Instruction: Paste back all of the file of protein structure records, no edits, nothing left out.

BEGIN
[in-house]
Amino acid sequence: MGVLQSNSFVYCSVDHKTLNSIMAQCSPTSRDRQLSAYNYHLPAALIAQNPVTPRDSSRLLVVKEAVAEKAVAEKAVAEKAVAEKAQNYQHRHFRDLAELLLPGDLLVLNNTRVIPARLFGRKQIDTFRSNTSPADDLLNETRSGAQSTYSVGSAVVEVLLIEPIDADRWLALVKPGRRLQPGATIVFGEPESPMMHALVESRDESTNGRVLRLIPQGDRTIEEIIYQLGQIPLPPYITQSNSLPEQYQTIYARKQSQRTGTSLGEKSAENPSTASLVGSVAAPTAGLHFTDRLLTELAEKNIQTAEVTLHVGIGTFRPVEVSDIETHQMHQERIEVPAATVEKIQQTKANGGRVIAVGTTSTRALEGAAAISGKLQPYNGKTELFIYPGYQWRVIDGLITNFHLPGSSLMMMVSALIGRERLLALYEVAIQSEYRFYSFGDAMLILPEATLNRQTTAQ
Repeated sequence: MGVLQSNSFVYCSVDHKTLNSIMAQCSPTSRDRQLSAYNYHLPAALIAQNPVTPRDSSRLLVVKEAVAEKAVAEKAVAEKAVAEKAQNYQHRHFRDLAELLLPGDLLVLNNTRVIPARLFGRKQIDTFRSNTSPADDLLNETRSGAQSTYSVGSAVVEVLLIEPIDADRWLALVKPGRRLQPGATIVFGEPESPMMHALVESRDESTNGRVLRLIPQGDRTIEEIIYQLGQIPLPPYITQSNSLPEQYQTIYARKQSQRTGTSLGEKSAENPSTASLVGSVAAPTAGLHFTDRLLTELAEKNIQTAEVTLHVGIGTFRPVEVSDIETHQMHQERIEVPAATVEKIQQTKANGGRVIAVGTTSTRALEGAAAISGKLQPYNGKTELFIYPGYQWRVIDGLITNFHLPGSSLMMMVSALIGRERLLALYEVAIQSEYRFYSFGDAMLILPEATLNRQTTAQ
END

[in-house]
Amino acid sequence: MGVLQSNSFVYCSVDHKTLNSIMAQCSPTSRDRQLSAYNYHLPAALIAQNPVTPRDSSRLLVVKEAVAEKAVAEKAVAEKAVAEKAQNYQHRHFRDLAELLLPGDLLVLNNTRVIPARLFGRKQIDTFRSNTSPADDLLNETRSGAQSTYSVGSAVVEVLLIEPIDADRWLALVKPGRRLQPGATIVFGEPESPMMHALVESRDESTNGRVLRLIPQGDRTIEEIIYQLGQIPLPPYITQSNSLPEQYQTIYARKQSQRTGTSLGEKSAENPSTASLVGSVAAPTAGLHFTDRLLTELAEKNIQTAEVTLHVGIGTFRPVEVSDIETHQMHQERIEVPAATVEKIQQTKANGGRVIAVGTTSTRALEGAAAISGKLQPYNGKTELFIYPGYQWRVIDGLITNFHLPGSSLMMMVSALIGRERLLALYEVAIQSEYRFYSFGDAMLILPEATLNRQTTAQ
Repeated sequence: MGVLQSNSFVYCSVDHKTLNSIMAQCSPTSRDRQLSAYNYHLPAALIAQNPVTPRDSSRLLVVKEAVAEKAVAEKAVAEKAVAEKAQNYQHRHFRDLAELLLPGDLLVLNNTRVIPARLFGRKQIDTFRSNTSPADDLLNETRSGAQSTYSVGSAVVEVLLIEPIDADRWLALVKPGRRLQPGATIVFGEPESPMMHALVESRDESTNGRVLRLIPQGDRTIEEIIYQLGQIPLPPYITQSNSLPEQYQTIYARKQSQRTGTSLGEKSAENPSTASLVGSVAAPTAGLHFTDRLLTELAEKNIQTAEVTLHVGIGTFRPVEVSDIETHQMHQERIEVPAATVEKIQQTKANGGRVIAVGTTSTRALEGAAAISGKLQPYNGKTELFIYPGYQWRVIDGLITNFHLPGSSLMMMVSALIGRERLLALYEVAIQSEYRFYSFGDAMLILPEATLNRQTTAQ